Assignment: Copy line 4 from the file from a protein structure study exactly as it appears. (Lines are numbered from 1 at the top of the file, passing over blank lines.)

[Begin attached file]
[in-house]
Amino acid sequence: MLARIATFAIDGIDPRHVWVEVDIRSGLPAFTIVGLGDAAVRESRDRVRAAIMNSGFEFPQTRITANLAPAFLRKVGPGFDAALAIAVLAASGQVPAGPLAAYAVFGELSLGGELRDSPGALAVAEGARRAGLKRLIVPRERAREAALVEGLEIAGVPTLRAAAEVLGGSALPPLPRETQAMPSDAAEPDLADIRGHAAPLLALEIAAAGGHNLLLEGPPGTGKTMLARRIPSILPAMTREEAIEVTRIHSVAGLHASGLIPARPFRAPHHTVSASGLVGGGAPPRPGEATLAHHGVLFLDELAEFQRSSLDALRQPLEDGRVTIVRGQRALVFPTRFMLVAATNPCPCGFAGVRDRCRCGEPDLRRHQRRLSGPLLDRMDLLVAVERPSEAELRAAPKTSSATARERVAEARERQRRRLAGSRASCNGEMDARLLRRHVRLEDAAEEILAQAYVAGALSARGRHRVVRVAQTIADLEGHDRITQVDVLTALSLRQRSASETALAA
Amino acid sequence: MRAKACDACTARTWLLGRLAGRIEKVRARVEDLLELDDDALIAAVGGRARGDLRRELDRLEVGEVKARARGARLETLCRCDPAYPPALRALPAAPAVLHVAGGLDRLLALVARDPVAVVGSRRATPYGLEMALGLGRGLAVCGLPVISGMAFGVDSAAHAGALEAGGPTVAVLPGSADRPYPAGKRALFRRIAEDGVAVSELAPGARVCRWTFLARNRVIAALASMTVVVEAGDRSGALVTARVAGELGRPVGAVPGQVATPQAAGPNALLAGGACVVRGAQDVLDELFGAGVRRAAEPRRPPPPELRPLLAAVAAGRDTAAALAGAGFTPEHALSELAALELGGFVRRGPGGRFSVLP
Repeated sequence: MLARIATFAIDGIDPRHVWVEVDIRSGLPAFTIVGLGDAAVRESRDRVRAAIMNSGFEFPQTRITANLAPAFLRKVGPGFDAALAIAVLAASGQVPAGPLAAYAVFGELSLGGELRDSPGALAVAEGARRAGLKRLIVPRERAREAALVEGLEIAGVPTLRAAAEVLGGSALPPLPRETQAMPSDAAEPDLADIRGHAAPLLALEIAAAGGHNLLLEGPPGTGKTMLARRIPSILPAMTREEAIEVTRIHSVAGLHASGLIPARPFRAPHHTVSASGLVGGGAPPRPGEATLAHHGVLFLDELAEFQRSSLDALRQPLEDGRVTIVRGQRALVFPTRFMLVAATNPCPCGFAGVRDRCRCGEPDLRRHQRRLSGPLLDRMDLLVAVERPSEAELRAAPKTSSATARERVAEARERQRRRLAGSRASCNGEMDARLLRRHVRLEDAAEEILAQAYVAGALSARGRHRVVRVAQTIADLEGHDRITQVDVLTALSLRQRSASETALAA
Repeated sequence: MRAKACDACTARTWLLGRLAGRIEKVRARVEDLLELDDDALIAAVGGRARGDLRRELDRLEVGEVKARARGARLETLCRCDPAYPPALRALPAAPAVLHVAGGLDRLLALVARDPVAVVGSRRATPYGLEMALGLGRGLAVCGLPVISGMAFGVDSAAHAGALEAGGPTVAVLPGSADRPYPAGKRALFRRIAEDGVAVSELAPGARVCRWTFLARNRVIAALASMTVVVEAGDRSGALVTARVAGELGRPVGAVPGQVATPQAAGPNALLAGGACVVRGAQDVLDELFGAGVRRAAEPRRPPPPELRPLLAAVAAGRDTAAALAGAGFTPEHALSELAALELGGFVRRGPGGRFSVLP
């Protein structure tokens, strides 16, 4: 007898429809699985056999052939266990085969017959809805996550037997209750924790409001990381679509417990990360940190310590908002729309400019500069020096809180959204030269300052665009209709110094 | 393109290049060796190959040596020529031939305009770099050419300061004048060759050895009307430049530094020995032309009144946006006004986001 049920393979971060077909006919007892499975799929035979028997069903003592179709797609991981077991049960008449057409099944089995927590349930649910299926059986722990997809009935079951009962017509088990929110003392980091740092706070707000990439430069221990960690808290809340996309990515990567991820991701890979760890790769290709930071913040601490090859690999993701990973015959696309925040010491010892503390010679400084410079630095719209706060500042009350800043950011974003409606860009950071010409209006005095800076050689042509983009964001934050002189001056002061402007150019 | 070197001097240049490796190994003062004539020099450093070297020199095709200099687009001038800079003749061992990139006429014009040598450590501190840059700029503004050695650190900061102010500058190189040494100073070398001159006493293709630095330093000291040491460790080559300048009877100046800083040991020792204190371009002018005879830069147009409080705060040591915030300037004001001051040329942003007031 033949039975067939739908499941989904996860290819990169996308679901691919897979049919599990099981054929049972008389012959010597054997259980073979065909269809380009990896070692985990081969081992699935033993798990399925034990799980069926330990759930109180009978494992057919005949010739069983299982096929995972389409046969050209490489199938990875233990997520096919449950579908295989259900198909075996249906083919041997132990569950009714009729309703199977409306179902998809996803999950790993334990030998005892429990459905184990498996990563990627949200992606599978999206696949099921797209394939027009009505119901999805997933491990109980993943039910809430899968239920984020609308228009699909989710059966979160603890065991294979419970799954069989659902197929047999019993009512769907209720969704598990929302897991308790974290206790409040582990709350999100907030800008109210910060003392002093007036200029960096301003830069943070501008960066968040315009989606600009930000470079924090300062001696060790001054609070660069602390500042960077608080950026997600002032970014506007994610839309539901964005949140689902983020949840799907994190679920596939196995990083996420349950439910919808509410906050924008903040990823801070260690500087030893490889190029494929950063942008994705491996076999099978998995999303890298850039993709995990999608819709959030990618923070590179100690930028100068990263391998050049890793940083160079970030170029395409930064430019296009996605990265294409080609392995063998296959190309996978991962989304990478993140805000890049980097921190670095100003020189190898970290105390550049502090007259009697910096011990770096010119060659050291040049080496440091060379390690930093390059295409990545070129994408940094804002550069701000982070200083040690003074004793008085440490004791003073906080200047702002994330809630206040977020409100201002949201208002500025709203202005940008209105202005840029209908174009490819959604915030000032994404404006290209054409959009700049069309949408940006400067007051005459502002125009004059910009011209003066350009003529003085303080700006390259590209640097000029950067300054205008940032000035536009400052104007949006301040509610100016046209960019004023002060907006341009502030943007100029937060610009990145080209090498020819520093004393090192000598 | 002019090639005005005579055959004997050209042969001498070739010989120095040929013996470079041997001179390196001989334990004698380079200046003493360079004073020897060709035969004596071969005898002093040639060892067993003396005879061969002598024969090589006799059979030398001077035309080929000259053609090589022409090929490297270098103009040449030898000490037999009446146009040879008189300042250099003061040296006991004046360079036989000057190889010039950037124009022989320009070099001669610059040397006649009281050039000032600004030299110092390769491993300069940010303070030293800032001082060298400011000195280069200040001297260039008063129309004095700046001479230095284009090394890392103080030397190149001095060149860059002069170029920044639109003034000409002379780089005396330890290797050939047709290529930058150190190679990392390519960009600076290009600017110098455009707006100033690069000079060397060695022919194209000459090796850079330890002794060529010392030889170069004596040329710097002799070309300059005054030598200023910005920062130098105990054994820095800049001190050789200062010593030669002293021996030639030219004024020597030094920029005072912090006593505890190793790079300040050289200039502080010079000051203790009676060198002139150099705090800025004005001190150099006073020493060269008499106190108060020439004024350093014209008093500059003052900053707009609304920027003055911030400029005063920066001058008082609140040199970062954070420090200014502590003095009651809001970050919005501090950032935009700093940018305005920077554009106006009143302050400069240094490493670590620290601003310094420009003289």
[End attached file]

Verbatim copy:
Repeated sequence: MLARIATFAIDGIDPRHVWVEVDIRSGLPAFTIVGLGDAAVRESRDRVRAAIMNSGFEFPQTRITANLAPAFLRKVGPGFDAALAIAVLAASGQVPAGPLAAYAVFGELSLGGELRDSPGALAVAEGARRAGLKRLIVPRERAREAALVEGLEIAGVPTLRAAAEVLGGSALPPLPRETQAMPSDAAEPDLADIRGHAAPLLALEIAAAGGHNLLLEGPPGTGKTMLARRIPSILPAMTREEAIEVTRIHSVAGLHASGLIPARPFRAPHHTVSASGLVGGGAPPRPGEATLAHHGVLFLDELAEFQRSSLDALRQPLEDGRVTIVRGQRALVFPTRFMLVAATNPCPCGFAGVRDRCRCGEPDLRRHQRRLSGPLLDRMDLLVAVERPSEAELRAAPKTSSATARERVAEARERQRRRLAGSRASCNGEMDARLLRRHVRLEDAAEEILAQAYVAGALSARGRHRVVRVAQTIADLEGHDRITQVDVLTALSLRQRSASETALAA